Flash 5 Tutorial
Part 1 - Introduction
Flash is one of the most popular technologies on the internet, with thousands of websites using it for introductions, animations and advertisements. Although many people feel that these animations are sometimes unnecessary, Flash has created a way of including multimedia on web pages, which will run over a standard internet connections. The recent release, Flash 5, has brought many changes to the creation of Flash animations. Many of the techniques covered in this tutorial will also apply to past versions of Flash, as well as Flash MX, the very latest version, though. If you are not sure what a Flash animation is like click here for an example. If this does not work you will need to download the Flash Plugin.
Why Use Flash?
Flash is one of the best multimedia formats on the internet today for several reasons. Firstly, the Flash plugin (required to view the animations) is installed on nearly every computer connected to the internet. All the major browsers come with it installed by default and, for those who don't have it, the download is very small. Secondly, Flash is a 'vector based' program, which means the animations and graphics created by it have much smaller file sizes than a video or streaming media version of the same animation would be. You can also include sound, graphics and dynamically created information in your animation.
Flash provides a versatile and easy way for webmasters to create animations for their users.
What Do I Need?
As mentioned above, all you need to view a Flash animation is a modern web browser with the Flash plugin. To create Flash animations, though, you will need some software. Although there are other Flash creations on the market, Macromedia's Flash 5, is by far the best and, as Macromedia created the Flash format, it always has the latest features in it. Unfortunately, the software costs $400, but you can download a free 30 day trial from Macromedia.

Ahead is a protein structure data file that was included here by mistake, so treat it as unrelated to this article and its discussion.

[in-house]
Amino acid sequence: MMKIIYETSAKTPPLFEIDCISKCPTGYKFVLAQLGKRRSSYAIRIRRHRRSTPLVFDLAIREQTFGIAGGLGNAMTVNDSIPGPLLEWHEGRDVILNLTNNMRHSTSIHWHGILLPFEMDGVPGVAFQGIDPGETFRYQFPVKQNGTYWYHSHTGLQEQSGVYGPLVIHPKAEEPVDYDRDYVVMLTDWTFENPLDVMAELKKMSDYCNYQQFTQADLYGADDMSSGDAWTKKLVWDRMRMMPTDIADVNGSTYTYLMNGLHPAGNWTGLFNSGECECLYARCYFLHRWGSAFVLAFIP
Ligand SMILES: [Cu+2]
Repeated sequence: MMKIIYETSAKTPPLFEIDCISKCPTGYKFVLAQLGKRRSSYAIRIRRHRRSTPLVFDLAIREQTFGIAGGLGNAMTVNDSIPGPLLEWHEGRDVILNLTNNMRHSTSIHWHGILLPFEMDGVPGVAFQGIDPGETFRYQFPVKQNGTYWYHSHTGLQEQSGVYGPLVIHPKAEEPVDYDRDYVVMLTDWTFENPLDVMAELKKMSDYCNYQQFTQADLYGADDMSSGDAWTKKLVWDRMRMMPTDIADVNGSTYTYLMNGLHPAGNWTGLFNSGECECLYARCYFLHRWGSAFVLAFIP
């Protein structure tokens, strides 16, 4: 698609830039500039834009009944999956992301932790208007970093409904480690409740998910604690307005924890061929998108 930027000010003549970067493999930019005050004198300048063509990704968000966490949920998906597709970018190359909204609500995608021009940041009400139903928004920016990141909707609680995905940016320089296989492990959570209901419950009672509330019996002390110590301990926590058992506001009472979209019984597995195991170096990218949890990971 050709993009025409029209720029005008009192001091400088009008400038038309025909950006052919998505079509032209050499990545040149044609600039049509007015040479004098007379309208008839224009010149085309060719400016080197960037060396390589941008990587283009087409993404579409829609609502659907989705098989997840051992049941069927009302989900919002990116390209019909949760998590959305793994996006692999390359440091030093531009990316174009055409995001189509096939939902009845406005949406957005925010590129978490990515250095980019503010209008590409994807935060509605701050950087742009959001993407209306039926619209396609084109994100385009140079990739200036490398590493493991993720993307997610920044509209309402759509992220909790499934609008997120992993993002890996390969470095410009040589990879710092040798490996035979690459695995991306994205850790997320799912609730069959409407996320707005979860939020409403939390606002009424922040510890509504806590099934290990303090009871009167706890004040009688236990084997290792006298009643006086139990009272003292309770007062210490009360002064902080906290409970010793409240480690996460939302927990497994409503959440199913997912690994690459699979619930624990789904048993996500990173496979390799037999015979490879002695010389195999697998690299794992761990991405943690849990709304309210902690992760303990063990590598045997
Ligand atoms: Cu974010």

Once you have downloaded and installed the trial (or bought the software) you will be ready to start creating Flash animations.
The Flash Interface
When you first open Flash you will find an interface that looks something like this:
I will quickly cover the different aspects of this screen.
In the centre is the large white 'Stage'. This is the actual movie where you will place all the objects you want to include in it.
Across the top of the screen is the timeline. This is where you insert all the actions that happen in your movie so that they happen at the correct times. It is split up into frames.
Down the left hand side of the screen is the 'Tools' pallette. This is where you will find all the tools for inserting objects and text into your animation.
There are also four floating pallettes on the screen. The 'Mixer' pallette allows you to choose the colours you will be using in your animation. It will change the colours of the currently selected object. The' Info' pallette will allow you to find out a bit of information about the object you have selected and will allow you to make changes to the properties of a tool you are using. The 'Character' pallette contains all the text formatting tools. Finally the 'Instance' pallette contains all the tools for changing objects when you are animating them, including sound and several other tools for making changes to your animation.
Each of the parts of the Flash window does many different things. Instead of going through each tool explaining what it does, I will show you examples and explain how to create them, showing you how to use each tool while doing so.
In part 2 I will show yo
u how to create your first animation with graphics and text appearing on the screen.
1999 - 2001 David Gowans